9 amazing Victorian terraced home transformations

If you're thinking of extending a Victorian terrace, get an idea of what can be achieved with our pick of amazing transformations

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Renovating a Victorian home? The Victorian terrace is a landmark of British architecture and while their original layout isn't designed for modern living, they do allow for a lot of flexibility when it comes to contemporary redesign and making it your own. 

From glass box extensions to remodelled kitchens, open-plan renovations and modernised interiors and exteriors, our pick of amazing Victorian terrace transformations are an inspiring example of what can be achieved.

1. Full refurbishment including a loft conversion and extension

This property in London (above) was sympathetically brought into the 21st century with design from Mae House Design and build by Mac Building Solutions. A broken-plan arrangement has been used, with Crittall-style glazing, to create zones, and this works well to make a practical space filled with light. Meanwhile, parquet flooring and wood panelling, hark back to the home's past for the perfect mix of old and new.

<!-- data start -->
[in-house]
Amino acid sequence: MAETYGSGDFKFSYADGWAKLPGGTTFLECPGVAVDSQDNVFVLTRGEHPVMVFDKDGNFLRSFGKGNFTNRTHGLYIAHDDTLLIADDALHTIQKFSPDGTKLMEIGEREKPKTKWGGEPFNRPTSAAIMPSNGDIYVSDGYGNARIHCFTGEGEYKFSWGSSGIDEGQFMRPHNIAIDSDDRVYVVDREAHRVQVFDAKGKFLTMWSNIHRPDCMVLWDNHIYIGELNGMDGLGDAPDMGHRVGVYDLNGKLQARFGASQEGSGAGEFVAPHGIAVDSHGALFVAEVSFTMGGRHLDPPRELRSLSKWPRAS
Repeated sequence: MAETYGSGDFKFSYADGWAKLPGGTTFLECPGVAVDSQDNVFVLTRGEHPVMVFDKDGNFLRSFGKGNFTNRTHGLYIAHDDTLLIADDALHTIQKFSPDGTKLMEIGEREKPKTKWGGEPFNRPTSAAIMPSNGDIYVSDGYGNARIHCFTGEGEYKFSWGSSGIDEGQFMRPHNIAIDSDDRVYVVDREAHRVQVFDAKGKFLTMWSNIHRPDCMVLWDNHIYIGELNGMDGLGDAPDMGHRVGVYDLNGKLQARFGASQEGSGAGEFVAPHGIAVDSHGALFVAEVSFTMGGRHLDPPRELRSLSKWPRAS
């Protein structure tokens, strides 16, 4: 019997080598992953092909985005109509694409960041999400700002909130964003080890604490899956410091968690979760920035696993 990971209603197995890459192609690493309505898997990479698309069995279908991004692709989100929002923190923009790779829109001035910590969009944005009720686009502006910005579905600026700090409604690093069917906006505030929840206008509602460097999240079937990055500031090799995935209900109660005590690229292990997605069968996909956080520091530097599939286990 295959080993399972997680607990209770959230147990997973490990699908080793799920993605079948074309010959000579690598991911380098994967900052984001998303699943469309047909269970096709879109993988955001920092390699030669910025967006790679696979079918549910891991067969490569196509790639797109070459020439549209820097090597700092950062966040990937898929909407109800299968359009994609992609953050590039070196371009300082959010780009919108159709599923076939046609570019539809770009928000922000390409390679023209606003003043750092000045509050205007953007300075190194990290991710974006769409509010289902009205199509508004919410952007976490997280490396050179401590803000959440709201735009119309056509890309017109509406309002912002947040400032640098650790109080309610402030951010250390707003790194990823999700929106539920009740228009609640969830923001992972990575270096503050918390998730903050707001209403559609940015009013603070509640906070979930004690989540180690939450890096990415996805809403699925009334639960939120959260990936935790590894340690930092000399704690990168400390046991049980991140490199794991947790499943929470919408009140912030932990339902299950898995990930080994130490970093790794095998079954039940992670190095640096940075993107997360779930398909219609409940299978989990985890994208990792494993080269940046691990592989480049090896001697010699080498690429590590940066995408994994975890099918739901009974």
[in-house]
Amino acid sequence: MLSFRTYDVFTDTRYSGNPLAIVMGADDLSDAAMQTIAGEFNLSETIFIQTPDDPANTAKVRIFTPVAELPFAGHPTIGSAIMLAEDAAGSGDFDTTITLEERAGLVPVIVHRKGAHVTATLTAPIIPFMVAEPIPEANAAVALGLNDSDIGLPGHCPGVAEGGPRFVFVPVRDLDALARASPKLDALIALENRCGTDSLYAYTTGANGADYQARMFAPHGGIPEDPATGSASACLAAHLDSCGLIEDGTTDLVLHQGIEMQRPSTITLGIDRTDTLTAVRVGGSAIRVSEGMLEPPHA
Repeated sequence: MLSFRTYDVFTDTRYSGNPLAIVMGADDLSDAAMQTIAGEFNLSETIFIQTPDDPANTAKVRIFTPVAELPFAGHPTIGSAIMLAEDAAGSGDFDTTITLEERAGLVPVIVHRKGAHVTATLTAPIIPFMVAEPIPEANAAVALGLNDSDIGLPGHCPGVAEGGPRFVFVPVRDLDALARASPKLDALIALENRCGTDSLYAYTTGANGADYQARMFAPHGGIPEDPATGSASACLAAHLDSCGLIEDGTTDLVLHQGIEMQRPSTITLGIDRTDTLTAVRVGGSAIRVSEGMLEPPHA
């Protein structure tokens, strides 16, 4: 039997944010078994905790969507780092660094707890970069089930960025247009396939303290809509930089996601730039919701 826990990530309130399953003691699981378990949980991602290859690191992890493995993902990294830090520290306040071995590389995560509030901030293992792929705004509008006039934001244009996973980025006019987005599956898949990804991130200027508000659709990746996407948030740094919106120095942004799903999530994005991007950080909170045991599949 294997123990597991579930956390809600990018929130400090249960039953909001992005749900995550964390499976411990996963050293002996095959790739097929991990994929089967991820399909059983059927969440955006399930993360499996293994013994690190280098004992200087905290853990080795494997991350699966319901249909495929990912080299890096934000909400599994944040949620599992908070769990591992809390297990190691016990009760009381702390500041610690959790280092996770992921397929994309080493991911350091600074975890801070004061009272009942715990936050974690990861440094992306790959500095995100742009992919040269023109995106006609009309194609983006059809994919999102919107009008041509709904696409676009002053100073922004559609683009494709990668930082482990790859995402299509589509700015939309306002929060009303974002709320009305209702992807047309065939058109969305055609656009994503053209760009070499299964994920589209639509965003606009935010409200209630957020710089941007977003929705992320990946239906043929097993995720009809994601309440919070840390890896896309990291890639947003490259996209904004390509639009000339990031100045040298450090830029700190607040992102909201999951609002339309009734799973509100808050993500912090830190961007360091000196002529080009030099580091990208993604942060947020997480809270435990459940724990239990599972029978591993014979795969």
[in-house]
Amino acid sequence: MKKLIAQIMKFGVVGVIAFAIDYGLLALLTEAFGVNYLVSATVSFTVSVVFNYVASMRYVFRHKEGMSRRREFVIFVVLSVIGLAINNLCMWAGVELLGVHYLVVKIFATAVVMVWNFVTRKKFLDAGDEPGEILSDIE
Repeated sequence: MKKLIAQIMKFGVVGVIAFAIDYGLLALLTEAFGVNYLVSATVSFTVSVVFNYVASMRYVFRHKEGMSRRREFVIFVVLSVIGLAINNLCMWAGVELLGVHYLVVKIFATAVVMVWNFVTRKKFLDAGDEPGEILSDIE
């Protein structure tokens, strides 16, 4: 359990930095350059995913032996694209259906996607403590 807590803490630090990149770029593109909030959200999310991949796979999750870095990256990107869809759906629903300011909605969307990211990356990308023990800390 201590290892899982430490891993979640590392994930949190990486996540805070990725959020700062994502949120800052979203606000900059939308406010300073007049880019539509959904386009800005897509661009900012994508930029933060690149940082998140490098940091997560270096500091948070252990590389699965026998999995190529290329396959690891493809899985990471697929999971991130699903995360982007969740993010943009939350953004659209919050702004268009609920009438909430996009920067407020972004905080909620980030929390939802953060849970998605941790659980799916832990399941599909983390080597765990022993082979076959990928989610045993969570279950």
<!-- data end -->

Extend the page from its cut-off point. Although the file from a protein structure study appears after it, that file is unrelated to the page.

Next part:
Image credit: Mae House Design

2. Creative Victorian terrace renovation

Hannah Wright and Jonathan Emmins found their perfect home on the very same weekend that they found out Hannah was pregnant. Not only did they have to add their own mark, but they also had to create a space that would evolve into a family home.

The bottom floor went from being enclosed, to becoming a vast 700 square foot living space with the help of an extension. Then a rear patio area was used to integrate the home with the garden.

creative victorian terrace conversion

Hannah and Jonathan came into the project with very different styles. Jonathan likes sleek and modern, whilst Hannah liked the traditional Victorian features. The couple struck the perfect balance and created a home with a mix of both.

3. Redesigning a Victorian terraced home

Julia and Carl Moss decided that they wanted to swap their busy lifestyle in Shoreditch for a quieter life in Stoke Newington. They lived in their new home for a year, testing out the uses of different rooms and moving furniture around, before jumping into the renovation.

redesigned victorian terrace home